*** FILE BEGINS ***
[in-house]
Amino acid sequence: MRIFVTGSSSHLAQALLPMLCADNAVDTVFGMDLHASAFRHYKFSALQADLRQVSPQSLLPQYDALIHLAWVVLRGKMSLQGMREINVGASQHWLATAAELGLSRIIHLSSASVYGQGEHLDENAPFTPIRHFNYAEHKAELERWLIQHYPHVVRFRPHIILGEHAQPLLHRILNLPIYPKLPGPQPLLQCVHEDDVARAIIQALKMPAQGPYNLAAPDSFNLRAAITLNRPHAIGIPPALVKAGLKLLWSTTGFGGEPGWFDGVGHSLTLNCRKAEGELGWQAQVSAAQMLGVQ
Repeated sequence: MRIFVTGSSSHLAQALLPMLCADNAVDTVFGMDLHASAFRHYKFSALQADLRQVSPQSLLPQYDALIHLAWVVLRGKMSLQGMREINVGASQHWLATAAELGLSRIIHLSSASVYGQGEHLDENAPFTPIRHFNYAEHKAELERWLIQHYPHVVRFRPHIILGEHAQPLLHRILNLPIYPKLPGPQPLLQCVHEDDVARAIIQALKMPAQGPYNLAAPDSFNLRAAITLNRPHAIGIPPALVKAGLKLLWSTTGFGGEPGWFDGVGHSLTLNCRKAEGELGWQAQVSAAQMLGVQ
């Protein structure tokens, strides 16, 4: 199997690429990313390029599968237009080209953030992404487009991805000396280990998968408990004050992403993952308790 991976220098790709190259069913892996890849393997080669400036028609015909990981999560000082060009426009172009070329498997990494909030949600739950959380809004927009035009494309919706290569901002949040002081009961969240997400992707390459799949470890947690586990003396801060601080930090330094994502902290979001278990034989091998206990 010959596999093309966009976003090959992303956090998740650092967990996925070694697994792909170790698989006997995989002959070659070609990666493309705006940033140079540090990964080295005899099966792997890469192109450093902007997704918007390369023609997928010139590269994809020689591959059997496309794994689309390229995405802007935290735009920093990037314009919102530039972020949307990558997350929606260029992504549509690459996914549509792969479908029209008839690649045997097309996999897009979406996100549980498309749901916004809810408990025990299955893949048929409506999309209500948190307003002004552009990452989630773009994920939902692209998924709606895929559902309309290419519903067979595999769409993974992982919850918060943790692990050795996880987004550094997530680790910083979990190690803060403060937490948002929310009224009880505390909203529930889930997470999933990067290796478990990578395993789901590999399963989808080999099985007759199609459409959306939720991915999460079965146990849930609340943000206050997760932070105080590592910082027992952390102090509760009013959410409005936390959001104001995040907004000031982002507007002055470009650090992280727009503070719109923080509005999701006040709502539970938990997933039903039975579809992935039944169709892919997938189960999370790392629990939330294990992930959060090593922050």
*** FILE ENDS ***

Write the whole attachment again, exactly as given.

[in-house]
Amino acid sequence: MRIFVTGSSSHLAQALLPMLCADNAVDTVFGMDLHASAFRHYKFSALQADLRQVSPQSLLPQYDALIHLAWVVLRGKMSLQGMREINVGASQHWLATAAELGLSRIIHLSSASVYGQGEHLDENAPFTPIRHFNYAEHKAELERWLIQHYPHVVRFRPHIILGEHAQPLLHRILNLPIYPKLPGPQPLLQCVHEDDVARAIIQALKMPAQGPYNLAAPDSFNLRAAITLNRPHAIGIPPALVKAGLKLLWSTTGFGGEPGWFDGVGHSLTLNCRKAEGELGWQAQVSAAQMLGVQ
Repeated sequence: MRIFVTGSSSHLAQALLPMLCADNAVDTVFGMDLHASAFRHYKFSALQADLRQVSPQSLLPQYDALIHLAWVVLRGKMSLQGMREINVGASQHWLATAAELGLSRIIHLSSASVYGQGEHLDENAPFTPIRHFNYAEHKAELERWLIQHYPHVVRFRPHIILGEHAQPLLHRILNLPIYPKLPGPQPLLQCVHEDDVARAIIQALKMPAQGPYNLAAPDSFNLRAAITLNRPHAIGIPPALVKAGLKLLWSTTGFGGEPGWFDGVGHSLTLNCRKAEGELGWQAQVSAAQMLGVQ
């Protein structure tokens, strides 16, 4: 199997690429990313390029599968237009080209953030992404487009991805000396280990998968408990004050992403993952308790 991976220098790709190259069913892996890849393997080669400036028609015909990981999560000082060009426009172009070329498997990494909030949600739950959380809004927009035009494309919706290569901002949040002081009961969240997400992707390459799949470890947690586990003396801060601080930090330094994502902290979001278990034989091998206990 010959596999093309966009976003090959992303956090998740650092967990996925070694697994792909170790698989006997995989002959070659070609990666493309705006940033140079540090990964080295005899099966792997890469192109450093902007997704918007390369023609997928010139590269994809020689591959059997496309794994689309390229995405802007935290735009920093990037314009919102530039972020949307990558997350929606260029992504549509690459996914549509792969479908029209008839690649045997097309996999897009979406996100549980498309749901916004809810408990025990299955893949048929409506999309209500948190307003002004552009990452989630773009994920939902692209998924709606895929559902309309290419519903067979595999769409993974992982919850918060943790692990050795996880987004550094997530680790910083979990190690803060403060937490948002929310009224009880505390909203529930889930997470999933990067290796478990990578395993789901590999399963989808080999099985007759199609459409959306939720991915999460079965146990849930609340943000206050997760932070105080590592910082027992952390102090509760009013959410409005936390959001104001995040907004000031982002507007002055470009650090992280727009503070719109923080509005999701006040709502539970938990997933039903039975579809992935039944169709892919997938189960999370790392629990939330294990992930959060090593922050």